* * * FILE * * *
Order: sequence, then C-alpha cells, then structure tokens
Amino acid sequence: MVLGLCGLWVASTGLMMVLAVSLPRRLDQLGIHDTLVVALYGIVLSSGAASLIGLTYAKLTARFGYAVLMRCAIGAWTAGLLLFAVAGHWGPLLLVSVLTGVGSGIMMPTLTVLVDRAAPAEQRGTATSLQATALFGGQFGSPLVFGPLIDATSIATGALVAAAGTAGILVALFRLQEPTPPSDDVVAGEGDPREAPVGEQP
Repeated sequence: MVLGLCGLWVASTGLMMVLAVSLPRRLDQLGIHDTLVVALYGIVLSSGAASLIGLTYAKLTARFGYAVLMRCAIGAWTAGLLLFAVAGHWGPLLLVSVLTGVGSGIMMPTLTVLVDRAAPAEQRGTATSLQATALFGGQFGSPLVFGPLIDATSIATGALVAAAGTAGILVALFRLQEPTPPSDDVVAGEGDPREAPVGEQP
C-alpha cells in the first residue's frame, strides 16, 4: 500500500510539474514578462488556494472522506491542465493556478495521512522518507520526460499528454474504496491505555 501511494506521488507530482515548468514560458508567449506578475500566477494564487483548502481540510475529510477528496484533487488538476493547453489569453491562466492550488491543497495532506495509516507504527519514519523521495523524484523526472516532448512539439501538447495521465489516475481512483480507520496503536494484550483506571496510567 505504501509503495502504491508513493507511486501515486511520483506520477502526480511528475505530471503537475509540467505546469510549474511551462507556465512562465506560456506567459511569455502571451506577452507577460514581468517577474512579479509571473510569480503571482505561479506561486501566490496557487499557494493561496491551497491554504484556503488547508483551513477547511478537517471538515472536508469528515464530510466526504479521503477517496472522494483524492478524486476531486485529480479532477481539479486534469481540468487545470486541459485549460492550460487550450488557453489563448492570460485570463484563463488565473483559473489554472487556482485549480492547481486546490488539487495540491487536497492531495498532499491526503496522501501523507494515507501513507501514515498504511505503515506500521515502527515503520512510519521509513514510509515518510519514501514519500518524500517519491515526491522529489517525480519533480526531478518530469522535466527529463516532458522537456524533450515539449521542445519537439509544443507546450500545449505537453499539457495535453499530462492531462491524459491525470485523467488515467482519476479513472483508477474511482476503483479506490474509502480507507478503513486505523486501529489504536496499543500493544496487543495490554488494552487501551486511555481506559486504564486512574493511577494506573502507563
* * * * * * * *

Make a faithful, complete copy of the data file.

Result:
Order: sequence, then C-alpha cells, then structure tokens
Amino acid sequence: MVLGLCGLWVASTGLMMVLAVSLPRRLDQLGIHDTLVVALYGIVLSSGAASLIGLTYAKLTARFGYAVLMRCAIGAWTAGLLLFAVAGHWGPLLLVSVLTGVGSGIMMPTLTVLVDRAAPAEQRGTATSLQATALFGGQFGSPLVFGPLIDATSIATGALVAAAGTAGILVALFRLQEPTPPSDDVVAGEGDPREAPVGEQP
Repeated sequence: MVLGLCGLWVASTGLMMVLAVSLPRRLDQLGIHDTLVVALYGIVLSSGAASLIGLTYAKLTARFGYAVLMRCAIGAWTAGLLLFAVAGHWGPLLLVSVLTGVGSGIMMPTLTVLVDRAAPAEQRGTATSLQATALFGGQFGSPLVFGPLIDATSIATGALVAAAGTAGILVALFRLQEPTPPSDDVVAGEGDPREAPVGEQP
C-alpha cells in the first residue's frame, strides 16, 4: 500500500510539474514578462488556494472522506491542465493556478495521512522518507520526460499528454474504496491505555 501511494506521488507530482515548468514560458508567449506578475500566477494564487483548502481540510475529510477528496484533487488538476493547453489569453491562466492550488491543497495532506495509516507504527519514519523521495523524484523526472516532448512539439501538447495521465489516475481512483480507520496503536494484550483506571496510567 505504501509503495502504491508513493507511486501515486511520483506520477502526480511528475505530471503537475509540467505546469510549474511551462507556465512562465506560456506567459511569455502571451506577452507577460514581468517577474512579479509571473510569480503571482505561479506561486501566490496557487499557494493561496491551497491554504484556503488547508483551513477547511478537517471538515472536508469528515464530510466526504479521503477517496472522494483524492478524486476531486485529480479532477481539479486534469481540468487545470486541459485549460492550460487550450488557453489563448492570460485570463484563463488565473483559473489554472487556482485549480492547481486546490488539487495540491487536497492531495498532499491526503496522501501523507494515507501513507501514515498504511505503515506500521515502527515503520512510519521509513514510509515518510519514501514519500518524500517519491515526491522529489517525480519533480526531478518530469522535466527529463516532458522537456524533450515539449521542445519537439509544443507546450500545449505537453499539457495535453499530462492531462491524459491525470485523467488515467482519476479513472483508477474511482476503483479506490474509502480507507478503513486505523486501529489504536496499543500493544496487543495490554488494552487501551486511555481506559486504564486512574493511577494506573502507563